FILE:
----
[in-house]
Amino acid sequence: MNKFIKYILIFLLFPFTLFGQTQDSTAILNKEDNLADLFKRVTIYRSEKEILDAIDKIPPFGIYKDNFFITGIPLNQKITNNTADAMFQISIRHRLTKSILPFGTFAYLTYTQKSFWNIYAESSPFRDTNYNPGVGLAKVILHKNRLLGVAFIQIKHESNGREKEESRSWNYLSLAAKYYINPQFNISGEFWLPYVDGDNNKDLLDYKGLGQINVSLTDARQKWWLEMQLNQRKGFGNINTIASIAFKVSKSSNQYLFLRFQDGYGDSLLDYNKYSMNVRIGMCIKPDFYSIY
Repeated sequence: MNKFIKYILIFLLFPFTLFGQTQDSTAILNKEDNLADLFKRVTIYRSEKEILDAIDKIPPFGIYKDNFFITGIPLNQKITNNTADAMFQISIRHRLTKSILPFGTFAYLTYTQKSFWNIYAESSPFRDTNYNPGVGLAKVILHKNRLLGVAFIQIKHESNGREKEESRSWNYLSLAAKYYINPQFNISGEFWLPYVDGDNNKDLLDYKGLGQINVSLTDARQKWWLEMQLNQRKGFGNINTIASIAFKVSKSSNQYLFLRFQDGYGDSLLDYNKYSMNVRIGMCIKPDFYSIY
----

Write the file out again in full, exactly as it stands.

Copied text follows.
[in-house]
Amino acid sequence: MNKFIKYILIFLLFPFTLFGQTQDSTAILNKEDNLADLFKRVTIYRSEKEILDAIDKIPPFGIYKDNFFITGIPLNQKITNNTADAMFQISIRHRLTKSILPFGTFAYLTYTQKSFWNIYAESSPFRDTNYNPGVGLAKVILHKNRLLGVAFIQIKHESNGREKEESRSWNYLSLAAKYYINPQFNISGEFWLPYVDGDNNKDLLDYKGLGQINVSLTDARQKWWLEMQLNQRKGFGNINTIASIAFKVSKSSNQYLFLRFQDGYGDSLLDYNKYSMNVRIGMCIKPDFYSIY
Repeated sequence: MNKFIKYILIFLLFPFTLFGQTQDSTAILNKEDNLADLFKRVTIYRSEKEILDAIDKIPPFGIYKDNFFITGIPLNQKITNNTADAMFQISIRHRLTKSILPFGTFAYLTYTQKSFWNIYAESSPFRDTNYNPGVGLAKVILHKNRLLGVAFIQIKHESNGREKEESRSWNYLSLAAKYYINPQFNISGEFWLPYVDGDNNKDLLDYKGLGQINVSLTDARQKWWLEMQLNQRKGFGNINTIASIAFKVSKSSNQYLFLRFQDGYGDSLLDYNKYSMNVRIGMCIKPDFYSIY